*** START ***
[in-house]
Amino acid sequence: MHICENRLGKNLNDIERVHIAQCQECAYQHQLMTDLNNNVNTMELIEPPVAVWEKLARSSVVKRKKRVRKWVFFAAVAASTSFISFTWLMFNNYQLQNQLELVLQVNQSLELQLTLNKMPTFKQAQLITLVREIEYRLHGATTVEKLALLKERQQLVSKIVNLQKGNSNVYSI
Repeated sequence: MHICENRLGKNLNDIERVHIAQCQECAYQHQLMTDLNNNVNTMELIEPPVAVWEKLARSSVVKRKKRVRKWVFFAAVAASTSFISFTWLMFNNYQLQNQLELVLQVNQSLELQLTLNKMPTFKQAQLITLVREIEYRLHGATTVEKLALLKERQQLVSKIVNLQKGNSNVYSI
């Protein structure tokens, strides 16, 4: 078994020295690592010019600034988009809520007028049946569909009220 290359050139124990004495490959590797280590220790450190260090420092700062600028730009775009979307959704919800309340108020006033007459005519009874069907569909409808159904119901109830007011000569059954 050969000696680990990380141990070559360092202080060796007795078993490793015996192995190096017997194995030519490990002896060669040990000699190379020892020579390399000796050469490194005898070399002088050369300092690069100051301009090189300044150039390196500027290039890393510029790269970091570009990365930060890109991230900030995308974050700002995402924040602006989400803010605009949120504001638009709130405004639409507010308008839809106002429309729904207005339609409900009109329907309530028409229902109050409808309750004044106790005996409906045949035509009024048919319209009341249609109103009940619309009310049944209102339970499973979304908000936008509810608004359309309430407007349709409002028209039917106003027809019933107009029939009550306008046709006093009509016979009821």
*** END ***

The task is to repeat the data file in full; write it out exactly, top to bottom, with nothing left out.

[in-house]
Amino acid sequence: MHICENRLGKNLNDIERVHIAQCQECAYQHQLMTDLNNNVNTMELIEPPVAVWEKLARSSVVKRKKRVRKWVFFAAVAASTSFISFTWLMFNNYQLQNQLELVLQVNQSLELQLTLNKMPTFKQAQLITLVREIEYRLHGATTVEKLALLKERQQLVSKIVNLQKGNSNVYSI
Repeated sequence: MHICENRLGKNLNDIERVHIAQCQECAYQHQLMTDLNNNVNTMELIEPPVAVWEKLARSSVVKRKKRVRKWVFFAAVAASTSFISFTWLMFNNYQLQNQLELVLQVNQSLELQLTLNKMPTFKQAQLITLVREIEYRLHGATTVEKLALLKERQQLVSKIVNLQKGNSNVYSI
């Protein structure tokens, strides 16, 4: 078994020295690592010019600034988009809520007028049946569909009220 290359050139124990004495490959590797280590220790450190260090420092700062600028730009775009979307959704919800309340108020006033007459005519009874069907569909409808159904119901109830007011000569059954 050969000696680990990380141990070559360092202080060796007795078993490793015996192995190096017997194995030519490990002896060669040990000699190379020892020579390399000796050469490194005898070399002088050369300092690069100051301009090189300044150039390196500027290039890393510029790269970091570009990365930060890109991230900030995308974050700002995402924040602006989400803010605009949120504001638009709130405004639409507010308008839809106002429309729904207005339609409900009109329907309530028409229902109050409808309750004044106790005996409906045949035509009024048919319209009341249609109103009940619309009310049944209102339970499973979304908000936008509810608004359309309430407007349709409002028209039917106003027809019933107009029939009550306008046709006093009509016979009821």